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Facebook reveals 'Home' software for Android phones

The software is designed to put Facebook front and center on Android smartphones

Facebook has released new software for Android phones that gives quick access to Facebook services and aims to further boost use of the social network on mobile devices.

Dubbed "Home," the software is a set of apps that users can download to their smartphones to have faster access to Facebook content and messaging with friends.

"You're going to be able to turn your Android phone into a great, simple social device," CEO Mark Zuckerberg said at a launch event Thursday morning at Facebook's headquarters in Menlo Park, California.

Downloading the apps creates a new interface for Android smartphones that puts people's friends, and the content they post, front and center on the device, rather than the screen of app icons they see today.

Home's central hub Facebook is calling "Cover Feed," which replaces both the home screen and lock screen, and is the first thing people will see when they wake up their smartphones. Activity among people's friends, such as sharing news articles or photos from family gatherings, will be displayed on this window, which users can swipe through. The user can "like" a page by double-tapping the screen.

When there is new activity directed at the user, such as when a post is made on the person's timeline, the user will receive a notification on Cover Feed, along with the other person's profile picture. Notifications can be opened by tapping on them or can be hidden with a swipe.

That functionality improves upon the little red dots that traditionally appear on the top of apps when there is activity within them, which "is not actually performing anything," Zuckerberg said.

Along with the new home screen, there is a big emphasis on messaging. The software includes a feature dubbed Chat Heads -- when a person receives a message on Facebook and they're in another application, the face of a friend pops up in a small circle at the corner of the screen, so the user can tap on it if they wish to see the message.

Zuckerberg was clear that Facebook has not built its own phone, and he said it has not had to "fork" the Android OS to make its software.

"We're not building a phone, and we're not building an operating system," he said.

Although the software changes the appearance of Android, it appears that rumors Facebook had developed its own Facebook-friendly version of Android were incorrect, since Zuckerberg described the software as a set of apps.

"You don't need to fork Android to do this, and you don't even need to modify the operating system, really," he said.

With the new software, Facebook is betting that having a dedicated suite of social services that people can download onto their Android smartphones will boost engagement among its users.

Trends in mobile suggest it might be right. Two-thirds of daily smartphone usage corresponds to pre-installed applications, according to a recent consumer survey by market research firm Analysys Mason.

People spend 20 percent of the time they are on phones looking at Facebook, Zuckerberg said.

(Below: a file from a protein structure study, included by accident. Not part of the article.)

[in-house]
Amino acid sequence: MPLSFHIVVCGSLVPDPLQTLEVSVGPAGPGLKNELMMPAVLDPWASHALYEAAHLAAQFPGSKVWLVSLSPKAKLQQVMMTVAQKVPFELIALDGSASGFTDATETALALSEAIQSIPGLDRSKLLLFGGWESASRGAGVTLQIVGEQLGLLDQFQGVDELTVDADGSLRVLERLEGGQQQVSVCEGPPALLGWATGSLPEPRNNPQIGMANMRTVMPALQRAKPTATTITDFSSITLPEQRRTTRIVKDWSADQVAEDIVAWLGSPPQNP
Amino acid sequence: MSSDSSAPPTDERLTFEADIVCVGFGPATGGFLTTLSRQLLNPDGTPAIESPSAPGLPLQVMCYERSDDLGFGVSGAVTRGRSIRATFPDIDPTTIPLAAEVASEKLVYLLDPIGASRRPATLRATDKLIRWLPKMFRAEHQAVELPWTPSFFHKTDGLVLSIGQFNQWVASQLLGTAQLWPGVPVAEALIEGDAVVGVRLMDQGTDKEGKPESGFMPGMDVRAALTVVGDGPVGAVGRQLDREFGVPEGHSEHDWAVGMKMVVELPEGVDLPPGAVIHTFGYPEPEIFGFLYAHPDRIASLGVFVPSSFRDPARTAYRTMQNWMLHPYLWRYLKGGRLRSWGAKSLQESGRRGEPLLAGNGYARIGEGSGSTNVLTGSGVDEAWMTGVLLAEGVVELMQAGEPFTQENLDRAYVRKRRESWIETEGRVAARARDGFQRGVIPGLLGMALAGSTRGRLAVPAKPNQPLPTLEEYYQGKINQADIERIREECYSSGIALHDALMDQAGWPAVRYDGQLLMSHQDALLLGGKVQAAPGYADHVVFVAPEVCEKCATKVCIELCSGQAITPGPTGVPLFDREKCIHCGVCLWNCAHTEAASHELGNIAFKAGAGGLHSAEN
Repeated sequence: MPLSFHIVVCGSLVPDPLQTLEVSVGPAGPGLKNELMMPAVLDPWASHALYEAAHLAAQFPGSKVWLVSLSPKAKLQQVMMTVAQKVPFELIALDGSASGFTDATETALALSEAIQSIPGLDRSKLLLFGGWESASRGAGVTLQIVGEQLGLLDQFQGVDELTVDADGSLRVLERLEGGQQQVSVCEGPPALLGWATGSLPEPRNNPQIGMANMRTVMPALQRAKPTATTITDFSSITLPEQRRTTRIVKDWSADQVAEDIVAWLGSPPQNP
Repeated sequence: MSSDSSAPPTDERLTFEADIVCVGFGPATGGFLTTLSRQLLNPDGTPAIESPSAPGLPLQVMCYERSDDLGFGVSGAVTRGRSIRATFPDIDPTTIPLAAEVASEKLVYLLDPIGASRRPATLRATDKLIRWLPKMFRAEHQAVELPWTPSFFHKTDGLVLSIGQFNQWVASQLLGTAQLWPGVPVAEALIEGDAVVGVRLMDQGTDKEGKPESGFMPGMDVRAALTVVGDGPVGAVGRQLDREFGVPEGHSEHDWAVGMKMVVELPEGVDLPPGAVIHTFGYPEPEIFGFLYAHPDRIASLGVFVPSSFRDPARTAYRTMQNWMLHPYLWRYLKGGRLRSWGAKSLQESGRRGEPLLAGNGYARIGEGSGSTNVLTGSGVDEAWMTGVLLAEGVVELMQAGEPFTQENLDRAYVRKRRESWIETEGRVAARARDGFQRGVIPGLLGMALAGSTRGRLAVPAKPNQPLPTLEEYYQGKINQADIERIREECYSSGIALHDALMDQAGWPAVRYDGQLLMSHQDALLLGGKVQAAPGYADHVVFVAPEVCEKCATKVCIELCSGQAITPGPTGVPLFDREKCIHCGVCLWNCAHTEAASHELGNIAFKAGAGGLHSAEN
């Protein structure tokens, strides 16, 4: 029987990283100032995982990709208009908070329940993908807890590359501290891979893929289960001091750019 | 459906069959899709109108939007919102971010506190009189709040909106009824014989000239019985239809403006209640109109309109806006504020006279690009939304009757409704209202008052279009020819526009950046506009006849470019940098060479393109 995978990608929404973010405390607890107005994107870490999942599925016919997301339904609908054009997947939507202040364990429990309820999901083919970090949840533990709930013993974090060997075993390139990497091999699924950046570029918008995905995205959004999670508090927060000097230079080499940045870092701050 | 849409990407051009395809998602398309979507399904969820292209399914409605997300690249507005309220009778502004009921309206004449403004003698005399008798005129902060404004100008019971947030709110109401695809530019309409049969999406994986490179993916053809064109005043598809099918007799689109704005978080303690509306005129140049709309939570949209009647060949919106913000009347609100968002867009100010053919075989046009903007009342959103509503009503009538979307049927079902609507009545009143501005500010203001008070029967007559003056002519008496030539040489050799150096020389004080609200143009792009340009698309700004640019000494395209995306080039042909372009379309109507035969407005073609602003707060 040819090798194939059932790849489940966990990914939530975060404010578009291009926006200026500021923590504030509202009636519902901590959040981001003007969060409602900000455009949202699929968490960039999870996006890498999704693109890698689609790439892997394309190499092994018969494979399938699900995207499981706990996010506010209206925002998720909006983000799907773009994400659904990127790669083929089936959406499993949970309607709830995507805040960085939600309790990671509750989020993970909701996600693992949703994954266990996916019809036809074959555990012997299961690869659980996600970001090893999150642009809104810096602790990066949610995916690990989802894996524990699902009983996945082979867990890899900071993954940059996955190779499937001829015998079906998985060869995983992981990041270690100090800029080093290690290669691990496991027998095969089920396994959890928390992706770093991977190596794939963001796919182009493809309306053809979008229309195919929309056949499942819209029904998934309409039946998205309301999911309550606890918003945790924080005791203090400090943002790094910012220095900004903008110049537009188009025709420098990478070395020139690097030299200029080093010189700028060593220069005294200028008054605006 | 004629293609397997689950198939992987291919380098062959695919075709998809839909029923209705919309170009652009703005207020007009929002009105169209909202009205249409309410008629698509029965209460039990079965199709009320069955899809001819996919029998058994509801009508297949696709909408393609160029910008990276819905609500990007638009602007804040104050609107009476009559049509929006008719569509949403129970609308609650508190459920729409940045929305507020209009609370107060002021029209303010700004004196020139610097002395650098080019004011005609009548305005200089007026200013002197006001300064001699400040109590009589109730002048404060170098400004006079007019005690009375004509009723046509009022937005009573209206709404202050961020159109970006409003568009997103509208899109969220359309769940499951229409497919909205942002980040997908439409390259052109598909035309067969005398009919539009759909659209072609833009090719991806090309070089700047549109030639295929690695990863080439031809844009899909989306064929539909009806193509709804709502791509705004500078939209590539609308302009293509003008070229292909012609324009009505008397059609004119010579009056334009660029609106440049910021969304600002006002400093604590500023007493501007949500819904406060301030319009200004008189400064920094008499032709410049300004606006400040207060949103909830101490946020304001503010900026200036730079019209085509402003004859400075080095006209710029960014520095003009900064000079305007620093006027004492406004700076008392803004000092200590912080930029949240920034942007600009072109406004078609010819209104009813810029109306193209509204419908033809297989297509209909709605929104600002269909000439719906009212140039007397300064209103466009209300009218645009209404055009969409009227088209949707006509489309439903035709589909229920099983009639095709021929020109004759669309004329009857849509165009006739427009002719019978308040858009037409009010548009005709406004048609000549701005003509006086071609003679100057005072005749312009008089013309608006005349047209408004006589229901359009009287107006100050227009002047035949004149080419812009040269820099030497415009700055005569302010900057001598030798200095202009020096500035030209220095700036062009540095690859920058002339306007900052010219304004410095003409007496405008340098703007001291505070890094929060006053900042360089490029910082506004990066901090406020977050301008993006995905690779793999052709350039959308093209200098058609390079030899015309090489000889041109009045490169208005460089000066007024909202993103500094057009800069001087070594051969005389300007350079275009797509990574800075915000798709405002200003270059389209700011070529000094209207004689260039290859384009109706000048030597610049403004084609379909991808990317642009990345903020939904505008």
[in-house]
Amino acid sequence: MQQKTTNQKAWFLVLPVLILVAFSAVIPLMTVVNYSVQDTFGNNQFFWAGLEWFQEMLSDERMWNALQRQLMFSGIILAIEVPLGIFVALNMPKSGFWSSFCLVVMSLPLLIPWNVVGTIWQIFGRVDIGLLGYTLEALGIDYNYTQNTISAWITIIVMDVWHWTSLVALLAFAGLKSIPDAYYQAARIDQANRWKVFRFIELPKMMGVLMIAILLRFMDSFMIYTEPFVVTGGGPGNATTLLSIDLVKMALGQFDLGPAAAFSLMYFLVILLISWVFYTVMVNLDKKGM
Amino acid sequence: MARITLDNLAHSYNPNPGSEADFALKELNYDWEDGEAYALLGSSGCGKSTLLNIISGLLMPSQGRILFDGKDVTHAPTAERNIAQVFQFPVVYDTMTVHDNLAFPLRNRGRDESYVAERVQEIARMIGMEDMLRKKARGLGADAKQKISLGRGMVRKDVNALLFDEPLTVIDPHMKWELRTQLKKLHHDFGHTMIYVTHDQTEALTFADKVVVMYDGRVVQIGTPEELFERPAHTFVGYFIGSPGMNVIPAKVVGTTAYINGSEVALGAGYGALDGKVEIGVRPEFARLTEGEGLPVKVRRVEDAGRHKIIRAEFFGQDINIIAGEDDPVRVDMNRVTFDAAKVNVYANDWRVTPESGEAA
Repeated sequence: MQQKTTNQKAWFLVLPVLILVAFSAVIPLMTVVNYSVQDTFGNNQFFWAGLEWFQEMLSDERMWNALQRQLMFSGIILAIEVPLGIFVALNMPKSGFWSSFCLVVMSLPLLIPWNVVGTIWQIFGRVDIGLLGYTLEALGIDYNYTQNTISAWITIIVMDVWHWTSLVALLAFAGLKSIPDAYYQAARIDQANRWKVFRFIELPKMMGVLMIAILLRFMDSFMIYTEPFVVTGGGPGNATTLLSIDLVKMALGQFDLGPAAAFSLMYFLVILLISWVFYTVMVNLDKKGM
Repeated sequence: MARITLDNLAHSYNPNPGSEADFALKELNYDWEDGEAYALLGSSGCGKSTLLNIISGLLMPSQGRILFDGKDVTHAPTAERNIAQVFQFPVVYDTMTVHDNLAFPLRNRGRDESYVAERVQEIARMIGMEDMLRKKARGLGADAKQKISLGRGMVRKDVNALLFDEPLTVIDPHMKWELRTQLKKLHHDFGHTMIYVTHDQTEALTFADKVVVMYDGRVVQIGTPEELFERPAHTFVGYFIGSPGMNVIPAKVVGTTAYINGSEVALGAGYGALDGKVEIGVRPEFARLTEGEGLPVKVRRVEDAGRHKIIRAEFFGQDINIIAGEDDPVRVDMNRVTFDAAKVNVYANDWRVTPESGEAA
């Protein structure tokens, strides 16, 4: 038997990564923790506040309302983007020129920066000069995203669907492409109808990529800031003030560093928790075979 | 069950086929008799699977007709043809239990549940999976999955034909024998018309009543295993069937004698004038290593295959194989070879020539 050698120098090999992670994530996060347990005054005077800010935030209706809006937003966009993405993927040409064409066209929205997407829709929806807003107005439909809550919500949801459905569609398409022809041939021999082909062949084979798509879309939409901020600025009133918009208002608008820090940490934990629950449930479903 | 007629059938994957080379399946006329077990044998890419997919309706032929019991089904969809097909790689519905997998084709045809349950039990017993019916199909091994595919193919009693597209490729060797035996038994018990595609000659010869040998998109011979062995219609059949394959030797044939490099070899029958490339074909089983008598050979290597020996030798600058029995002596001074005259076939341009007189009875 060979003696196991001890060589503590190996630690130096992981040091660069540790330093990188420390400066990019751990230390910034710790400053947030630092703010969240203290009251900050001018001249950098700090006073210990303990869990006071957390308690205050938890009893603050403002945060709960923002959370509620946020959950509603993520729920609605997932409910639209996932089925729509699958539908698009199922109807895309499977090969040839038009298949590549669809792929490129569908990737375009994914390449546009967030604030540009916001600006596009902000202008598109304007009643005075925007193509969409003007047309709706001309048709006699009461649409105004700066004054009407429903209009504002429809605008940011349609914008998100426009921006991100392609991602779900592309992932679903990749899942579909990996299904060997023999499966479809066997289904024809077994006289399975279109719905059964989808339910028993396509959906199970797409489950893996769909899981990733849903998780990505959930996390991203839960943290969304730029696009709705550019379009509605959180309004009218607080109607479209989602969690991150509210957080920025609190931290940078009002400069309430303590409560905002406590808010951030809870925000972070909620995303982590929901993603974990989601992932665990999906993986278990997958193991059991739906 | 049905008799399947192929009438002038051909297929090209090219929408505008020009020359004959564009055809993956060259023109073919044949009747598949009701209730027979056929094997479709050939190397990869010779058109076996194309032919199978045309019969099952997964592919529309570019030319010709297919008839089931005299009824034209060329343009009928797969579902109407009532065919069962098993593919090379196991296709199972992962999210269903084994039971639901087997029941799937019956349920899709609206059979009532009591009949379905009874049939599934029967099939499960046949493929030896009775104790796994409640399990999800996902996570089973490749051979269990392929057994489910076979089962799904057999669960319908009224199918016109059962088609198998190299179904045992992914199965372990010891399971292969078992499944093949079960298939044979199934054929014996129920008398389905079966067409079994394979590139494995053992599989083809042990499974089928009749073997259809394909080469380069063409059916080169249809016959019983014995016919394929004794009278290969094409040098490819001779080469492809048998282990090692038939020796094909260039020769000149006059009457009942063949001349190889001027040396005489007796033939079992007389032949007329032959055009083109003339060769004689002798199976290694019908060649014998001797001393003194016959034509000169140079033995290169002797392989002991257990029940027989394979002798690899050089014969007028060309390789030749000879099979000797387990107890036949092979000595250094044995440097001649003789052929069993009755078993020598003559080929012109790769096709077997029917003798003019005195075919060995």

Facebook Home will be available to download in the United States starting April 12 in Google's Play Store. The product will also be coming to tablet devices over the next several months. As to whether Home will also be coming to other smartphone operating systems, "our goal is to make this available on as many different devices as possible," Zuckerberg said, although Apple's iOS is a less open and more controlled system than Google's Android, the exec said.

In addition to the software, Facebook is also working with phone manufacturers to preload Home on certain smartphones out of the box, with the first, appropriately so, being HTC's First smartphone.

Home appears poised to provide Facebook with a whole new set of data about the activity of its users, although responses to questions on that issue were somewhat vague.

"Our analytics will be very quickly anonymized after a short period of time," which will encompass only one-half a percent of Facebook's user base, said Adam Mosseri, director of products at Facebook. The analytics will shift week over week so that "everyone carries the weight," the company added.

Still, all the analytics will be performed for the sake of improving the performance of the physical smartphone, not to feed more data into Facebook, Zuckerberg added.

How Home will be monetized was not immediately clear. Starting out, there will be no ads on the software, Zuckerberg said, "but at some point there will be."

Android is the most widely used smartphone operating system, representing nearly 60 percent of worldwide smartphone shipments in 2012, Analysys Mason said in its survey.

Facebook has been under pressure to engage users more deeply on mobile devices, and in particular to show them more advertisements, as more people move away from its services on the desktop.

Advertisers have not transitioned to mobile as dramatically as end users. Facebook's mobile business still only accounts for 23 percent of its total advertising revenue.

Yet in January, Facebook reported that the number of daily mobile users had exceeded daily Web users for the first time ever in 2012's fourth quarter.

Zach Miners covers social networking, search and general technology news for IDG News Service. Follow Zach on Twitter at @zachminers. Zach's e-mail address is zach_miners@idg.com


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